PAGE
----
Ever since Capt. Emil Kapaun was reported to have died while being held prisoner in Korea in 1951, his family has been without remains to bury. Although relatives sought answers, the chaplain was among the 7,500 service members unaccounted for from the Korean War, CNN reports. But Kapaun was not forgotten. In the meantime, President Obama awarded Kapaun the Medal of Honor, and the Roman Catholic Church named the priest a servant of God, a process that could someday lead to sainthood. On Thursday, the family received a call from the Army. Kapaun's remains had been identified in Hawaii, where they'd been buried in a cemetery as unknown after the war. Dental records and DNA had been used to confirm the complete remains, per the Washington Post. "At first it was too hard to believe," said Ray Kapaun, the chaplain's nephew, adding, "I was way beyond flabbergasted."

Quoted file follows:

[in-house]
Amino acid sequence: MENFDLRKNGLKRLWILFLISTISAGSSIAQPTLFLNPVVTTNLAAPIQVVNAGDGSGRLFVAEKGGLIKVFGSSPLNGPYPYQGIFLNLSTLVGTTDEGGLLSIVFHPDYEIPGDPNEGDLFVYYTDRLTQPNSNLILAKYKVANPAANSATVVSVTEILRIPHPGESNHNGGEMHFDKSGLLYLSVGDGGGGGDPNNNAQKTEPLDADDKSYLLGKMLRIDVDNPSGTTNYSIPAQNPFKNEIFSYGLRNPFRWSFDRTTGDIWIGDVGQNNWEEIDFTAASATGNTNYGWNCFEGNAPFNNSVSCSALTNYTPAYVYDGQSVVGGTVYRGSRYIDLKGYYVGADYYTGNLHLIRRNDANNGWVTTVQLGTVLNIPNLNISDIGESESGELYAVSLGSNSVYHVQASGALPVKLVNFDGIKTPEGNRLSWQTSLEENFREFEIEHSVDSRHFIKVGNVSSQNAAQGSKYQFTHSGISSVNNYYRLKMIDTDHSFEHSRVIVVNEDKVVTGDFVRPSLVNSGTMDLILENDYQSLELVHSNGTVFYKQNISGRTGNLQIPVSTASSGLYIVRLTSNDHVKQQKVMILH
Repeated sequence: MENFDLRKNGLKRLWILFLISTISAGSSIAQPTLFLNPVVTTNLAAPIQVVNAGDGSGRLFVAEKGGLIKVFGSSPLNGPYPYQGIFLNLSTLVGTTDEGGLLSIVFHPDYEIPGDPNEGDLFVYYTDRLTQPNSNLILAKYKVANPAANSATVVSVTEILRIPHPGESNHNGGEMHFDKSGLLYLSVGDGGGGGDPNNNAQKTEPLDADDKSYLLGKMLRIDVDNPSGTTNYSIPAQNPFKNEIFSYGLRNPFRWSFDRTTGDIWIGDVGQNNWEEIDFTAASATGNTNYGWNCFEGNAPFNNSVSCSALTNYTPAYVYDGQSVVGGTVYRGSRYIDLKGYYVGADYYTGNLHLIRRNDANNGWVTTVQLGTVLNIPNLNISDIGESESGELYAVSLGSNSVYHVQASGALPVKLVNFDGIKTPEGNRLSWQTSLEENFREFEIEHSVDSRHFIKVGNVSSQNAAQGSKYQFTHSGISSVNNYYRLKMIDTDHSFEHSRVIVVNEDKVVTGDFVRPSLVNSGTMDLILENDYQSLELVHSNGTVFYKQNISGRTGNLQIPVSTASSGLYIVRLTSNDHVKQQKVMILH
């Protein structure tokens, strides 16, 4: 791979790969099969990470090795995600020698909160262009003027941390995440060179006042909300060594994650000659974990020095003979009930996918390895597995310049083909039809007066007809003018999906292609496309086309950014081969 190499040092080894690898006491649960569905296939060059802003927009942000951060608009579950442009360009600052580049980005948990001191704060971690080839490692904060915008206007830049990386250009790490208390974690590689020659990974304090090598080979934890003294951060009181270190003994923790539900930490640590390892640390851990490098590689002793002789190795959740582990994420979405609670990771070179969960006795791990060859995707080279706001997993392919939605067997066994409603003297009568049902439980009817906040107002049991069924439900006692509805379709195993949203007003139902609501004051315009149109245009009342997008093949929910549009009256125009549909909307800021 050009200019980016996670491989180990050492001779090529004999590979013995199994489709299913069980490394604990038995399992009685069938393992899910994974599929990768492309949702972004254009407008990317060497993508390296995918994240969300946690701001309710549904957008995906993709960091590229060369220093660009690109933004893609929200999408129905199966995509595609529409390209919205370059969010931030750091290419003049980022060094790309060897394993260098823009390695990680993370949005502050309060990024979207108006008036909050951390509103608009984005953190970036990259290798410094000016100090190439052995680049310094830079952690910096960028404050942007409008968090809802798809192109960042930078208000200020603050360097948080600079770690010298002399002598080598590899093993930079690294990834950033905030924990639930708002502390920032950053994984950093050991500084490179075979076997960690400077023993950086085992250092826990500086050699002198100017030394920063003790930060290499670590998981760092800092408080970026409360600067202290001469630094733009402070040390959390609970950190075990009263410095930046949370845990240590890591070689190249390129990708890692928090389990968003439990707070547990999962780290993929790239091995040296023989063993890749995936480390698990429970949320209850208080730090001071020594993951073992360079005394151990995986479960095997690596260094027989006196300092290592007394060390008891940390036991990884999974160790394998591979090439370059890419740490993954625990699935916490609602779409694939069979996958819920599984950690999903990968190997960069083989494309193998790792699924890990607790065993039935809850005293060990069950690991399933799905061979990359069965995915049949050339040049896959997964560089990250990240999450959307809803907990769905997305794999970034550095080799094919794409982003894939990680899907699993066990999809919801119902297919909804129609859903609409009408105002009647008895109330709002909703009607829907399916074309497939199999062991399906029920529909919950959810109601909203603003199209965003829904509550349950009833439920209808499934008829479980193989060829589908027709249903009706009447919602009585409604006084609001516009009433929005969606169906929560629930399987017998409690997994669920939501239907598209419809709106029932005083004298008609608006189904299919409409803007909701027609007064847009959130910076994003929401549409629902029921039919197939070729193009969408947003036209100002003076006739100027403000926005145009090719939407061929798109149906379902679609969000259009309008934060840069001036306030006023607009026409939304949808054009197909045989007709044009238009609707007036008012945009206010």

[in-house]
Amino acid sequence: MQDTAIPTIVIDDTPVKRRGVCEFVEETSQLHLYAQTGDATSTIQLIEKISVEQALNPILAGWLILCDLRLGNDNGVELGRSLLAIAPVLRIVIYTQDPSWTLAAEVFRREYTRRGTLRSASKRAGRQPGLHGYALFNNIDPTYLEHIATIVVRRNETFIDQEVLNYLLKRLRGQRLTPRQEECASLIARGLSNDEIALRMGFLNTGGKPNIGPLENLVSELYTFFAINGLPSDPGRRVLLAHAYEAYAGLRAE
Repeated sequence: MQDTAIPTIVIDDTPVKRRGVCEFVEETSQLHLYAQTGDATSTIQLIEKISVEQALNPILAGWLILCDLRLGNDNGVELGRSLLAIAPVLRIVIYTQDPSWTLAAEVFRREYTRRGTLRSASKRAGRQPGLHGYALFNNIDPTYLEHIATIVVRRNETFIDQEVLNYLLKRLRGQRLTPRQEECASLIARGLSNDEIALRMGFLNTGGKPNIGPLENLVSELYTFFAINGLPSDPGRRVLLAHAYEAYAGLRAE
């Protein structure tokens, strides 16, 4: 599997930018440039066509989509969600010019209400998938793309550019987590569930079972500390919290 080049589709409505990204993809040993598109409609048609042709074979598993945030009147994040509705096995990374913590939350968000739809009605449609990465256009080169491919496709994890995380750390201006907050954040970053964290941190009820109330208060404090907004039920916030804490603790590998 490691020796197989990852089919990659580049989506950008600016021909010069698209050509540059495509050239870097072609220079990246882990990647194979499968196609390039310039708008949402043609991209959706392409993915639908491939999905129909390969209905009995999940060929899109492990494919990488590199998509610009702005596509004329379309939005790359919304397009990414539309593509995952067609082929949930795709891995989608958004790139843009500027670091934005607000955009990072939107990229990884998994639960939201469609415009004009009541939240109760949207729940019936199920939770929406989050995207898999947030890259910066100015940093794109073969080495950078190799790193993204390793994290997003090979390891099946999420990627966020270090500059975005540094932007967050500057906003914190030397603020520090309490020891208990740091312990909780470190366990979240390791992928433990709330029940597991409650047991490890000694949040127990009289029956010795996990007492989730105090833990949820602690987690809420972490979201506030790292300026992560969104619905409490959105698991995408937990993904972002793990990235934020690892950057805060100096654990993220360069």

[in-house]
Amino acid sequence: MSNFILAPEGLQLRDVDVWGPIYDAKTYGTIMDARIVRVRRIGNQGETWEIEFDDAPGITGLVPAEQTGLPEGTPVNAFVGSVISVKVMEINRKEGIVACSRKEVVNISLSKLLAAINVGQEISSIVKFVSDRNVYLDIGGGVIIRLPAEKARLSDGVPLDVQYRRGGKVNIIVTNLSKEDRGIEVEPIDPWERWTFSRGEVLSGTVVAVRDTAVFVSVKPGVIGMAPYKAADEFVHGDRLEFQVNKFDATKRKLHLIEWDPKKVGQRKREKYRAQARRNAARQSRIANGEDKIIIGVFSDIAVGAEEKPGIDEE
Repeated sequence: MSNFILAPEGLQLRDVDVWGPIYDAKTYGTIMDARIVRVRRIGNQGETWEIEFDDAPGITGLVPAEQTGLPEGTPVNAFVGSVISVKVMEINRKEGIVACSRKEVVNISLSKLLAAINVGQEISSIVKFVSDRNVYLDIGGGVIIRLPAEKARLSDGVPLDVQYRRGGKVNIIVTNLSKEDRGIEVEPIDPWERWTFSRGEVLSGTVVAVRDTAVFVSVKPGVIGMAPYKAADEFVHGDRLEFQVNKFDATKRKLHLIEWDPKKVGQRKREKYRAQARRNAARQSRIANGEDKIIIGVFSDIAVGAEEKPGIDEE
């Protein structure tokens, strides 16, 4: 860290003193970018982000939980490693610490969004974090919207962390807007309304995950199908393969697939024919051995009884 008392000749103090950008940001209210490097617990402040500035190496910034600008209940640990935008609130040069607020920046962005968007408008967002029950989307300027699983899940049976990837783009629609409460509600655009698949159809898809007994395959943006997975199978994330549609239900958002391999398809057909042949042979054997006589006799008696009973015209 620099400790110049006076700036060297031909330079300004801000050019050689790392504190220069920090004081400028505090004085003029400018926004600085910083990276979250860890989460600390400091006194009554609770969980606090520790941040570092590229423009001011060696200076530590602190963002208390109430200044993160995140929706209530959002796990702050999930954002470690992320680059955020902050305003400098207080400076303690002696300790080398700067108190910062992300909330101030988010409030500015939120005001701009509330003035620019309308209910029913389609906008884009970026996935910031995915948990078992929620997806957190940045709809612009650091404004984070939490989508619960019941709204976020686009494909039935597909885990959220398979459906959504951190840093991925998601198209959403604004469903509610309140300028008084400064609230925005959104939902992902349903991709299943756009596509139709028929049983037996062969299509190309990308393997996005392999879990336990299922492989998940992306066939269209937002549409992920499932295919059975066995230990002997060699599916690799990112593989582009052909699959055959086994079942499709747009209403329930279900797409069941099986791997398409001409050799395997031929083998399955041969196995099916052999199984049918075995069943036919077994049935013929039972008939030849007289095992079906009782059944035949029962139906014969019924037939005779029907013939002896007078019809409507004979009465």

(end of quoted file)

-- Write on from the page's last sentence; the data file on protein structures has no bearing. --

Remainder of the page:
He shared the news with surviving POWs who were in the camp with his uncle. "Those guys loved him dearly," he said. Emil Kapaun, who also served in the final months of World War II, was put in isolation—without food or water—to die after becoming ill in the camp, per NPR. He was 35. Two months earlier, the priest had celebrated Easter Mass for the prisoners. He'd been captured after staying behind to help the wounded during a battle with Chinese troops in November 1950. After he was taken prisoner, Kapaun saw a Chinese soldier about to kill an American. "He pushed that man's rifle aside, and he picked me up," carrying him at times, Staff Sgt. Herbert Miller later said. Kapaun was from Kansas, where the Wichita diocese holds a 60-mile pilgrimage every year in his honor. A high school is named for him, per the Wichita Eagle. The family hasn't decided where to bury Kapaun or whether to hold a memorial. He was "an American soldier who didn’t fire a gun," Obama said in 2013, "but who [carried] the mightiest weapon of all: the love for his brothers so powerful that he was willing to die so that they might live." (Read more Medal of Honor stories.)